Can Rosacea Be Mistaken For Acne?

By | 2 December, 2014
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Rosacea is a skin problem which is estimated to affect one in ten people. Although doctors do not generally regard the condition as serious, it can still cause a lot of misery and discomfort for the sufferer.

What Exactly Is Rosacea?

The condition is typified by a reddened facial appearance, particularly over the cheek and nose areas. At first, Rosaceamost people simply notice persistent pink or red hues in the cheeks, almost as if they are constantly blushing.

It can be embarrassing and can make the sufferer feel a little self conscious, but it is generally easy to cover up with makeup.

After a period of twelve to eighteen months the reddening will start to worsen. It may look less like a subtle blushing and more like sunburn.

Since the rosacea is much more noticeable at this stage it can be quite upsetting for the sufferer, and it is around this time that other symptoms may start to develop too. As the skin starts to look more inflamed, the skin can start to feel hypersensitive and painful.

Some people find the area around the eyes particularly painful, and a number of individuals may even find that the eyes themselves become dry, red and sore. Many patients with severe rosacea will develop pustules and papules as part of the condition. This looks very like acne.

Why Rosacea Can Be Mistaken For Acne

acneIt has been estimated that a third of people with rosacea have subtype two. This form of rosacea is known as papulopustular rosacea, because it is heavily characterized by the presence of spots and pustules.

People commonly associate reddened skin and pimples with acne, and the condition is even sometimes called acne rosacea, but it is not truly acne – it simply resembles it.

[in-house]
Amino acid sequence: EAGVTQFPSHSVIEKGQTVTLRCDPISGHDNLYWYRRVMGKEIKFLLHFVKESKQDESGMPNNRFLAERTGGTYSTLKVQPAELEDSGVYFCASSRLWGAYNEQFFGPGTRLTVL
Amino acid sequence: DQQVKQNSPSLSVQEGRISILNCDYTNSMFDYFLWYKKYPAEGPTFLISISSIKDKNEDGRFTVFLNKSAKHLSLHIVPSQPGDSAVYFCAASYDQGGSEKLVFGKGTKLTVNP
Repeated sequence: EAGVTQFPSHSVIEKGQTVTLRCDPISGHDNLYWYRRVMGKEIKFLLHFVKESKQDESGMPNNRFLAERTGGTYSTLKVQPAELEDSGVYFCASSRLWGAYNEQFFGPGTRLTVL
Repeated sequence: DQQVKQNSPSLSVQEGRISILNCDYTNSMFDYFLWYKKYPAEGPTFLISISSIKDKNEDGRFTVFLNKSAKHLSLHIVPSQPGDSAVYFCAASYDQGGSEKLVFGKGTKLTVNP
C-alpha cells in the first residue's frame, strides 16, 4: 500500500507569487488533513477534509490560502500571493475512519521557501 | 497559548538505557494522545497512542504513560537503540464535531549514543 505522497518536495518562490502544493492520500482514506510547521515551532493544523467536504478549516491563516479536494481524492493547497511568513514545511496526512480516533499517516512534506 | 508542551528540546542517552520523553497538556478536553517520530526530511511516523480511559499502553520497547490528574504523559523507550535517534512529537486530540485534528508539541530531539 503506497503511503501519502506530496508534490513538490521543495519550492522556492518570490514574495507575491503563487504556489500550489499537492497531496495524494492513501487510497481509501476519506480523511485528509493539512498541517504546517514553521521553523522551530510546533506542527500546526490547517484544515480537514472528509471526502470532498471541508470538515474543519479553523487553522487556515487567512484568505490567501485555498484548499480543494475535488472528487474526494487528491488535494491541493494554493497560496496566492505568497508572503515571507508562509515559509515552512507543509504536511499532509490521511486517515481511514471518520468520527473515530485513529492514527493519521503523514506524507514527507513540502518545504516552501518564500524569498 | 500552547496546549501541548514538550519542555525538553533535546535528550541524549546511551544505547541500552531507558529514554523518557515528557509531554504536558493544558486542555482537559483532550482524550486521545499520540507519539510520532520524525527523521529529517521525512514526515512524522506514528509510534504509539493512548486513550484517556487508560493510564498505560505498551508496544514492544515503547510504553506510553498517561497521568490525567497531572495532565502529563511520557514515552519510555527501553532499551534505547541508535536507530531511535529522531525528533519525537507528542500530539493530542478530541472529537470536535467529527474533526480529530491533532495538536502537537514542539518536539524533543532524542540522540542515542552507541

When people with papulopustular rosacea come across the term “acne rosacea”, they may take the term literally and try to self treat a skin condition they do not actually have. More specifically, it is relatively common for patients with subtype two rosacea to use products designed to clear up acne. This can be detrimental to the health of the skin.

Despite some superficial similarities in the appearance of the two skin disorders, the conditions actually have very little in common. Rosacea and acne need different types of medication and treatment, and topical creams can actually make rosacea symptoms significantly worse.

How To Tell The Difference Between Rosacea And Acne

dermatologist If you have a skin condition, it is highly advisable to visit your doctor or a dermatologist for proper diagnosis and treatment. However, there are some ways in which you can distinguish between the two conditions yourself.

Subtype two rosacea mostly affects the central portion of the face, across the top of the cheeks and the nose. In severe cases, the patient may also have redness over the forehead and chin.

In contrast, acne vulgaris does mostly affect the face but it will almost certainly show on other areas of the body too, such as the back, chest and shoulders.

Rosacea is characterized by redness, both of the face and eyes. As the redness worsens, inflamed pustules and pimples may appear and delicate areas of tissue such as the nose may swell. Acne looks a little different. Although it may also look very red during severe outbreaks, the pustules tend to dominate and the skin will appear oily. Blackheads are also found with acne but rarely with rosacea.

In some cases, people with rosacea may experience additional skin problems such as acne vulgaris. However, the two problems are distinct and there is a risk that one condition is simply being mistaken for the other.

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